My Lords, before the estimates are blown upon, other figures ought to be brought forward from any other source which could show that they are wrong. They looked to me as if they were of that order. As my noble friend indicated originally, the position of the Westminster City Council who, as the law stands, would be responsible for meeting this large bill, was such that it was not surprising to see that they confirmed their original decision once again at their Council meeting last night. My noble friend's suggestion that the burden of these costs should fall elsewhere is something that I am sure noble Lords will wish to think about. Wherever the cost falls, the burden will be a very heavy one. We do not wish it to fall on either the taxpayer or the ratepayer unless it is really justified.

In conclusion, I should like to make three short points on Sir Basil Spence's original design. As has been admitted to-day by my noble friend Lord Cork and Orrery, the original projection which hit the headlines was far from being an accurate one—that was the one which came from an edition of the Architects Journal. Unfortunately, the subsequent corrections which have put the new project into a correct perspective have never been repeated in the national Press, so very few people have had the advantage of seeing how this project might come out. In this connection I commend the article by Mr. David Rock in the July issue of Building, which shows a number of photographs with the new building imposed upon them. This gives an accurate representation of how the building will look, and I suggest that in the skyline against the tall buildings in Victoria Street the new building does not blend in too badly. Thirdly, I shall not express my own opinion on the design because I do not think that would be helpful. I will only make the comment that I feel that the architect, Sir Basil Spence (who designed the new Coventry Cathedral), deserves to be taken seriously.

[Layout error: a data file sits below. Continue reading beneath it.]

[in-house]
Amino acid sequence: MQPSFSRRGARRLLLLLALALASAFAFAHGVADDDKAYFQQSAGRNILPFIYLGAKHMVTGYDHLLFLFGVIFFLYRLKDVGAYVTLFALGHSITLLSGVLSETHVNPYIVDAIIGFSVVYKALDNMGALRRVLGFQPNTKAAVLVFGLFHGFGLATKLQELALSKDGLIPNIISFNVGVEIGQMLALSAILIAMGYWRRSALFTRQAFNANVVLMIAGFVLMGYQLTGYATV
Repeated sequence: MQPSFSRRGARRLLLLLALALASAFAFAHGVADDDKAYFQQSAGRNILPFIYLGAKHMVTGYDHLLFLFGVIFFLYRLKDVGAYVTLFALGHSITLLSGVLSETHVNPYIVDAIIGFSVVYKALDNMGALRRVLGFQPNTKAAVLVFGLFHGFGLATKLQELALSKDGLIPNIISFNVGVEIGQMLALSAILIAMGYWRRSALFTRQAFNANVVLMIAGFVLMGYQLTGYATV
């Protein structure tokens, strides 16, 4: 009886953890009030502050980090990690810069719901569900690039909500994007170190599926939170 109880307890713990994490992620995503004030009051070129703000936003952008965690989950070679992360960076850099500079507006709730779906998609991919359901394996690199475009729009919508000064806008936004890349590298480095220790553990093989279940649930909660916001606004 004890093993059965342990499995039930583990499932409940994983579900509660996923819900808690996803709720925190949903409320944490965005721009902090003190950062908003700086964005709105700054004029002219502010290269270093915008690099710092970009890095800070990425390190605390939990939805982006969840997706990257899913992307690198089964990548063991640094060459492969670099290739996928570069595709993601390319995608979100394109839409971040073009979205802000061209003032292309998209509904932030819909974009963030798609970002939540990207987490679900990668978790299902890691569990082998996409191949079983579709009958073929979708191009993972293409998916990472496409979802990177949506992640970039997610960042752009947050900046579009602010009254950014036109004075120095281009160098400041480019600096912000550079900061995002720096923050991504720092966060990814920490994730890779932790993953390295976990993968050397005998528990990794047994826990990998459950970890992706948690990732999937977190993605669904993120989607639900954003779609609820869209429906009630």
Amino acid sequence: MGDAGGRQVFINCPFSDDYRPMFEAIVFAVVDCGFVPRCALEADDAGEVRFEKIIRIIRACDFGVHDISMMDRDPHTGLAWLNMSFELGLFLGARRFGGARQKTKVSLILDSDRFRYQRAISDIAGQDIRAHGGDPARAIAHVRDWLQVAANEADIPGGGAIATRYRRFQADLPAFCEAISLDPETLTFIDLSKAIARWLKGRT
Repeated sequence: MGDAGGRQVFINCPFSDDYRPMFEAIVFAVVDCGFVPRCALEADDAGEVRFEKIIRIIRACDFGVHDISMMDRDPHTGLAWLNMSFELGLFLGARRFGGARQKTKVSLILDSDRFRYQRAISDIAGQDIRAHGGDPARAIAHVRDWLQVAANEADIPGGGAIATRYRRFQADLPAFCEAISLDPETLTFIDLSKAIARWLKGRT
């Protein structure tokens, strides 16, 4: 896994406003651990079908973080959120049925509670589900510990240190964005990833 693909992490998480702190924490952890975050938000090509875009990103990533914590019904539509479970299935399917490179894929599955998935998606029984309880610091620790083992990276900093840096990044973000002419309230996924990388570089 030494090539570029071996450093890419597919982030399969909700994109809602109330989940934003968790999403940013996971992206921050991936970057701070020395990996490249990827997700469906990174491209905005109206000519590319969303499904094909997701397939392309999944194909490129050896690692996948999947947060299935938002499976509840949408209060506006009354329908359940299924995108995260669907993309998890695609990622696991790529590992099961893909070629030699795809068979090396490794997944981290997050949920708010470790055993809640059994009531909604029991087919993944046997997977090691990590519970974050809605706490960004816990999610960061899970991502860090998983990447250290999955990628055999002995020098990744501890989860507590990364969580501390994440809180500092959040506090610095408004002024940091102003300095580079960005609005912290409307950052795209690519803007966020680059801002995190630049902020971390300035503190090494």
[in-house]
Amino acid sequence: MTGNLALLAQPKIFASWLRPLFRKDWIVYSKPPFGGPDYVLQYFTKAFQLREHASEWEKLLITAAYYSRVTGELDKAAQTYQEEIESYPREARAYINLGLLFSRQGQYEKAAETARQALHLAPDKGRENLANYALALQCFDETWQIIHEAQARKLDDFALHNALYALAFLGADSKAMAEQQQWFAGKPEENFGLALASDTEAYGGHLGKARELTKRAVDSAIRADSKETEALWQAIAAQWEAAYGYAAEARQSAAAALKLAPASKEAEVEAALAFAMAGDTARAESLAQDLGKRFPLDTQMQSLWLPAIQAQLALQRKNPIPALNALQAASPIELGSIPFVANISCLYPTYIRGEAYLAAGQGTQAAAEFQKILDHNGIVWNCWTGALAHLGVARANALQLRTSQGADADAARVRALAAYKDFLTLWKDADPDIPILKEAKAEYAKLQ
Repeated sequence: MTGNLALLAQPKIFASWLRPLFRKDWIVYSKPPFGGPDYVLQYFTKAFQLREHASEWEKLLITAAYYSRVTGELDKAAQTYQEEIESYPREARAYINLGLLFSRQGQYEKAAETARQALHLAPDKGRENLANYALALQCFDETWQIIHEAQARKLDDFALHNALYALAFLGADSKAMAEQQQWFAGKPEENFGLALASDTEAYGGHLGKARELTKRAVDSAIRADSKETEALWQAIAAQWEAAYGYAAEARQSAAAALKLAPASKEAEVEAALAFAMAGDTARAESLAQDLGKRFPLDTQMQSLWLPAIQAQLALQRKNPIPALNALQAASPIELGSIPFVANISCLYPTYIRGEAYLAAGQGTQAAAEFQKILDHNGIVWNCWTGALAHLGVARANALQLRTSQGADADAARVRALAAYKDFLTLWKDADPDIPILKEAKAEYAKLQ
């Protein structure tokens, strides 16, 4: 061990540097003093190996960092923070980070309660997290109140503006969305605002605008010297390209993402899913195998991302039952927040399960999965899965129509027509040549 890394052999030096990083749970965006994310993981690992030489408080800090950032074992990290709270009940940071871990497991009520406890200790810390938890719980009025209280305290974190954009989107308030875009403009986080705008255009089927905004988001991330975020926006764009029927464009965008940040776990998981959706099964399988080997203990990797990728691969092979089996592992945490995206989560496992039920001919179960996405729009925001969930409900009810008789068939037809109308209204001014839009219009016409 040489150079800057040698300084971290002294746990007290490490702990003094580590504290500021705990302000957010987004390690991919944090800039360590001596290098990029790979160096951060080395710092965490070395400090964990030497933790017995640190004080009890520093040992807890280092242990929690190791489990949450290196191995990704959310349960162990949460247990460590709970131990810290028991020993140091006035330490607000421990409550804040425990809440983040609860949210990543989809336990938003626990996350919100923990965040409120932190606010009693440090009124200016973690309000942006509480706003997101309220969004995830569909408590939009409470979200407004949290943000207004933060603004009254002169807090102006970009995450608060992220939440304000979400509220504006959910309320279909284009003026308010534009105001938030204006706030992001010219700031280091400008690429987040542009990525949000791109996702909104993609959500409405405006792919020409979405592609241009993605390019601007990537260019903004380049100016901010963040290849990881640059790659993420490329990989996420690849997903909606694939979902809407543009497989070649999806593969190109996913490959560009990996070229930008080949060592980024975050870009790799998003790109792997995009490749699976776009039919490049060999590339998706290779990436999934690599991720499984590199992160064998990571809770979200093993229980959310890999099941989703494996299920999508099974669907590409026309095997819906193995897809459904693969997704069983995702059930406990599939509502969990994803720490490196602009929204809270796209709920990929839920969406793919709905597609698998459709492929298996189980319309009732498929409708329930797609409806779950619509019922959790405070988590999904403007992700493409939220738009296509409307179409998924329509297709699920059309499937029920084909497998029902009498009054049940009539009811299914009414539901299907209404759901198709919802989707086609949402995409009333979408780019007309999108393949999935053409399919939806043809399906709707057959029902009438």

My Lords, may I conclude by saying that in the face of the formidable objections to the Bill which I have adduced, I hope that when we look at the matter constitutionally and legally my noble friend will not feel that he wishes to proceed with this Bill and that we may find a better way of preserving the beauty and amenity of St. James's Park.

3.56 p.m.


My Lords, in one respect, at least, I speak with hesitation this afternoon, in that I was unable to hear, or to contribute to, the lively debate in July last that followed Lord Reigate's Question on the development of this site. Even when reading the OFFICIAL REPORT one cannot fail to appreciate the force of the ten-gun salvo that was fired off on that occasion. I realise that I missed something in being away. It was a superb prelude to the Second Reading of this Bill. Yet if this Bill becomes an Act I. for one, should be greatly concerned by its effect on two things in particular: first, our interesting tradition of public architecture in this country, particularly in Westminster; secondly, its effect on the system of planning control by local authorities which we have nursed ever since the Acts of 1932 and 1947 and which has been debated in this House so very recently on the Local Government Bill.

For me to say anything at all now in favour of a project which was so roundly and unanimously condemned in this House less than four months ago might lead your Lordships to believe that I have a particular financial or professional interest in it, and that is not the case. I have not been associated with the drawing up of the brief, or the design that came out of it. To use the noble Earl's own metaphor, it is not the kind of hat that I would wear. Nor have I any interest in Land Securities Investment Trust who own the site. None the less, as a student of London's urban history, and a former member of the Royal Fine Art Commission, I have been aware ever since 1969 that there were schemes afoot for rebuilding Queen Anne's Mansions—the earliest ones emanating from the Architect's Department of the then London County Council. I realise that in this I was in a privileged position. My real interest in this Bill is in the probable effects that its provisions will have on something more continuous and more fundamental; that is to say, on the architectural history that each generation should have a chance to make as well as to preserve.